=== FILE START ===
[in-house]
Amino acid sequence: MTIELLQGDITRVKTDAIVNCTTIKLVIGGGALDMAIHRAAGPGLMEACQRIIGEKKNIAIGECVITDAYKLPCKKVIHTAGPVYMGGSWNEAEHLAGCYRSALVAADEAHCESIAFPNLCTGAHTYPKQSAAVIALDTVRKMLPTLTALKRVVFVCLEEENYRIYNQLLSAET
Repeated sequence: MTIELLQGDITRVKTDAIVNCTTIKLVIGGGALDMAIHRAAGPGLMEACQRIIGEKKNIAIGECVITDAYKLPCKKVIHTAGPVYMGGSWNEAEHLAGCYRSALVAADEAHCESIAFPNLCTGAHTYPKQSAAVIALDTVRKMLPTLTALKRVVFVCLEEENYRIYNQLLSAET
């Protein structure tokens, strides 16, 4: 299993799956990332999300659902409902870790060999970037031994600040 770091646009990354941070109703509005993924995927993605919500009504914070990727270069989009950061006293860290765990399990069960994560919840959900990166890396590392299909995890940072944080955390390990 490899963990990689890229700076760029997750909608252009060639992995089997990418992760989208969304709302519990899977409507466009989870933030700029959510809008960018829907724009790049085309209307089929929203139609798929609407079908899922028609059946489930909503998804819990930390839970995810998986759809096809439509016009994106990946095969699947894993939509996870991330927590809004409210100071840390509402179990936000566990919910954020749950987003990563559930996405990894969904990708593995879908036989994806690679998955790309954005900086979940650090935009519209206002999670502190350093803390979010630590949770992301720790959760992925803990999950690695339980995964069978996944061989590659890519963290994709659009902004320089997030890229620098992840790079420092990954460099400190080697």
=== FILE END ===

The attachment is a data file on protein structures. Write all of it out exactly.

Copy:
[in-house]
Amino acid sequence: MTIELLQGDITRVKTDAIVNCTTIKLVIGGGALDMAIHRAAGPGLMEACQRIIGEKKNIAIGECVITDAYKLPCKKVIHTAGPVYMGGSWNEAEHLAGCYRSALVAADEAHCESIAFPNLCTGAHTYPKQSAAVIALDTVRKMLPTLTALKRVVFVCLEEENYRIYNQLLSAET
Repeated sequence: MTIELLQGDITRVKTDAIVNCTTIKLVIGGGALDMAIHRAAGPGLMEACQRIIGEKKNIAIGECVITDAYKLPCKKVIHTAGPVYMGGSWNEAEHLAGCYRSALVAADEAHCESIAFPNLCTGAHTYPKQSAAVIALDTVRKMLPTLTALKRVVFVCLEEENYRIYNQLLSAET
């Protein structure tokens, strides 16, 4: 299993799956990332999300659902409902870790060999970037031994600040 770091646009990354941070109703509005993924995927993605919500009504914070990727270069989009950061006293860290765990399990069960994560919840959900990166890396590392299909995890940072944080955390390990 490899963990990689890229700076760029997750909608252009060639992995089997990418992760989208969304709302519990899977409507466009989870933030700029959510809008960018829907724009790049085309209307089929929203139609798929609407079908899922028609059946489930909503998804819990930390839970995810998986759809096809439509016009994106990946095969699947894993939509996870991330927590809004409210100071840390509402179990936000566990919910954020749950987003990563559930996405990894969904990708593995879908036989994806690679998955790309954005900086979940650090935009519209206002999670502190350093803390979010630590949770992301720790959760992925803990999950690695339980995964069978996944061989590659890519963290994709659009902004320089997030890229620098992840790079420092990954460099400190080697």